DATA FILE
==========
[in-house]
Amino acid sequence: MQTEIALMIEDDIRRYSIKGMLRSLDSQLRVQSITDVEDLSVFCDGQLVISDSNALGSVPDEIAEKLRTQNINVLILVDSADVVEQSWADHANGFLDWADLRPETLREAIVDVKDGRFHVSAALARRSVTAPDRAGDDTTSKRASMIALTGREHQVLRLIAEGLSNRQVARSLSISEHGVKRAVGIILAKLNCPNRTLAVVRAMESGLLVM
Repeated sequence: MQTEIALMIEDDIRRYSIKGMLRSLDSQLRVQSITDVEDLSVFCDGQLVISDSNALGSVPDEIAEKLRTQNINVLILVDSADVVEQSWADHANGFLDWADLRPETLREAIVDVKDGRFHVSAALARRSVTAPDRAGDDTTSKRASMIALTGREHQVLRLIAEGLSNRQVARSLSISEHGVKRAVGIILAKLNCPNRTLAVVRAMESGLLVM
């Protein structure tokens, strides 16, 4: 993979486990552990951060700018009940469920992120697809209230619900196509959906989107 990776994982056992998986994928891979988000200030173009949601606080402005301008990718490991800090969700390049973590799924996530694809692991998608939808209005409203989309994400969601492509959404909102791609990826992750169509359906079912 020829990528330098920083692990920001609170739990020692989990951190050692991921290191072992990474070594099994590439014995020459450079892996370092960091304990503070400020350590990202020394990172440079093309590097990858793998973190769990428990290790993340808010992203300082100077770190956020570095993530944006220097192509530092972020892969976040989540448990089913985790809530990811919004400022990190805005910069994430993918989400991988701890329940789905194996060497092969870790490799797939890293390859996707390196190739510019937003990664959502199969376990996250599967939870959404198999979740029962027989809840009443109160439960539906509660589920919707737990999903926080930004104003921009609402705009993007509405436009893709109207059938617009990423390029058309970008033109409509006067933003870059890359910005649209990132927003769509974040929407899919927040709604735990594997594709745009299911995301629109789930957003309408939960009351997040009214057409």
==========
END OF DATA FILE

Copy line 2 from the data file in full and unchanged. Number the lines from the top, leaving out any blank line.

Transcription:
Amino acid sequence: MQTEIALMIEDDIRRYSIKGMLRSLDSQLRVQSITDVEDLSVFCDGQLVISDSNALGSVPDEIAEKLRTQNINVLILVDSADVVEQSWADHANGFLDWADLRPETLREAIVDVKDGRFHVSAALARRSVTAPDRAGDDTTSKRASMIALTGREHQVLRLIAEGLSNRQVARSLSISEHGVKRAVGIILAKLNCPNRTLAVVRAMESGLLVM